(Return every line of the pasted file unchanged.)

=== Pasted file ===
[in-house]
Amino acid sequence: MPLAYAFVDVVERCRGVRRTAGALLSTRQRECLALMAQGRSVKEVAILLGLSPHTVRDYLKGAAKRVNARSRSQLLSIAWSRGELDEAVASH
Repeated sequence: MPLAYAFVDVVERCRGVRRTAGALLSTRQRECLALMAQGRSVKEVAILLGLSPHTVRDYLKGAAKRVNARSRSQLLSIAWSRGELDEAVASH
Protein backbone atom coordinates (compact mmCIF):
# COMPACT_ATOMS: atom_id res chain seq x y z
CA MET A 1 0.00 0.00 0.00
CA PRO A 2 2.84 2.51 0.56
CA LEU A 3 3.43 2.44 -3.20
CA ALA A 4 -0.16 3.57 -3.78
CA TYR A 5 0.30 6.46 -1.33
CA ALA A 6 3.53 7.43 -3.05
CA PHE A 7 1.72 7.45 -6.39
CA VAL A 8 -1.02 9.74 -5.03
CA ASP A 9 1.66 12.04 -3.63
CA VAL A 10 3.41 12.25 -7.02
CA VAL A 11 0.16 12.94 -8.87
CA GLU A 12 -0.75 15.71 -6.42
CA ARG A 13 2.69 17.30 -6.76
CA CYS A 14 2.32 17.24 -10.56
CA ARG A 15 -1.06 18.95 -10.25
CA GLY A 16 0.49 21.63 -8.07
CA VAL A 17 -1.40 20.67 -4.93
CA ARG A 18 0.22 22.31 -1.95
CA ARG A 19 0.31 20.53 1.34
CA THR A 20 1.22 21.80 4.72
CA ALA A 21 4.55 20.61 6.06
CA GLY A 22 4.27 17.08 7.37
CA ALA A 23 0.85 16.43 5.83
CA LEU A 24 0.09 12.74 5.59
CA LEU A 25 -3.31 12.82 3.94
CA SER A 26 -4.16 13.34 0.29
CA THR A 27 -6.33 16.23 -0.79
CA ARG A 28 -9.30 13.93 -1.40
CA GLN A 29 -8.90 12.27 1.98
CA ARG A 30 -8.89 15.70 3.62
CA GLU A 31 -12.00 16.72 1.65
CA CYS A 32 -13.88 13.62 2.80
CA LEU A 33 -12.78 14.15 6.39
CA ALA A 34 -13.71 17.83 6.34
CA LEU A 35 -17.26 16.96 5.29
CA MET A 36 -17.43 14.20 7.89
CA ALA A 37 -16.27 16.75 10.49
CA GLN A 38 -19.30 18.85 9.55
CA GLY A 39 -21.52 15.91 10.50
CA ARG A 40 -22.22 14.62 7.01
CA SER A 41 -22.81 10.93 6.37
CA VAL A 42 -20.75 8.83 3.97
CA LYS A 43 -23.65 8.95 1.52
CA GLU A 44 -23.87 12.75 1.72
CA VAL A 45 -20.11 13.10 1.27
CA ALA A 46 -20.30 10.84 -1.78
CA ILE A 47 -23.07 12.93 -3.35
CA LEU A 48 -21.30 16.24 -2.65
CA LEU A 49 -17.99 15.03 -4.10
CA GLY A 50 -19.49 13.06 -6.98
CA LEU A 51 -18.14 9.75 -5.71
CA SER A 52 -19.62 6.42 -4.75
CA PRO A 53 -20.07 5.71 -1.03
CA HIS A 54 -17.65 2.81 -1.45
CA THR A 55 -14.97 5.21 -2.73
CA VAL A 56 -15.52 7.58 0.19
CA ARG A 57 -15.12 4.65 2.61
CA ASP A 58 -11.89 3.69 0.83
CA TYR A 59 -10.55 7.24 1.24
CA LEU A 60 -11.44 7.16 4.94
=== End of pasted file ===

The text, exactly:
[in-house]
Amino acid sequence: MPLAYAFVDVVERCRGVRRTAGALLSTRQRECLALMAQGRSVKEVAILLGLSPHTVRDYLKGAAKRVNARSRSQLLSIAWSRGELDEAVASH
Repeated sequence: MPLAYAFVDVVERCRGVRRTAGALLSTRQRECLALMAQGRSVKEVAILLGLSPHTVRDYLKGAAKRVNARSRSQLLSIAWSRGELDEAVASH
Protein backbone atom coordinates (compact mmCIF):
# COMPACT_ATOMS: atom_id res chain seq x y z
CA MET A 1 0.00 0.00 0.00
CA PRO A 2 2.84 2.51 0.56
CA LEU A 3 3.43 2.44 -3.20
CA ALA A 4 -0.16 3.57 -3.78
CA TYR A 5 0.30 6.46 -1.33
CA ALA A 6 3.53 7.43 -3.05
CA PHE A 7 1.72 7.45 -6.39
CA VAL A 8 -1.02 9.74 -5.03
CA ASP A 9 1.66 12.04 -3.63
CA VAL A 10 3.41 12.25 -7.02
CA VAL A 11 0.16 12.94 -8.87
CA GLU A 12 -0.75 15.71 -6.42
CA ARG A 13 2.69 17.30 -6.76
CA CYS A 14 2.32 17.24 -10.56
CA ARG A 15 -1.06 18.95 -10.25
CA GLY A 16 0.49 21.63 -8.07
CA VAL A 17 -1.40 20.67 -4.93
CA ARG A 18 0.22 22.31 -1.95
CA ARG A 19 0.31 20.53 1.34
CA THR A 20 1.22 21.80 4.72
CA ALA A 21 4.55 20.61 6.06
CA GLY A 22 4.27 17.08 7.37
CA ALA A 23 0.85 16.43 5.83
CA LEU A 24 0.09 12.74 5.59
CA LEU A 25 -3.31 12.82 3.94
CA SER A 26 -4.16 13.34 0.29
CA THR A 27 -6.33 16.23 -0.79
CA ARG A 28 -9.30 13.93 -1.40
CA GLN A 29 -8.90 12.27 1.98
CA ARG A 30 -8.89 15.70 3.62
CA GLU A 31 -12.00 16.72 1.65
CA CYS A 32 -13.88 13.62 2.80
CA LEU A 33 -12.78 14.15 6.39
CA ALA A 34 -13.71 17.83 6.34
CA LEU A 35 -17.26 16.96 5.29
CA MET A 36 -17.43 14.20 7.89
CA ALA A 37 -16.27 16.75 10.49
CA GLN A 38 -19.30 18.85 9.55
CA GLY A 39 -21.52 15.91 10.50
CA ARG A 40 -22.22 14.62 7.01
CA SER A 41 -22.81 10.93 6.37
CA VAL A 42 -20.75 8.83 3.97
CA LYS A 43 -23.65 8.95 1.52
CA GLU A 44 -23.87 12.75 1.72
CA VAL A 45 -20.11 13.10 1.27
CA ALA A 46 -20.30 10.84 -1.78
CA ILE A 47 -23.07 12.93 -3.35
CA LEU A 48 -21.30 16.24 -2.65
CA LEU A 49 -17.99 15.03 -4.10
CA GLY A 50 -19.49 13.06 -6.98
CA LEU A 51 -18.14 9.75 -5.71
CA SER A 52 -19.62 6.42 -4.75
CA PRO A 53 -20.07 5.71 -1.03
CA HIS A 54 -17.65 2.81 -1.45
CA THR A 55 -14.97 5.21 -2.73
CA VAL A 56 -15.52 7.58 0.19
CA ARG A 57 -15.12 4.65 2.61
CA ASP A 58 -11.89 3.69 0.83
CA TYR A 59 -10.55 7.24 1.24
CA LEU A 60 -11.44 7.16 4.94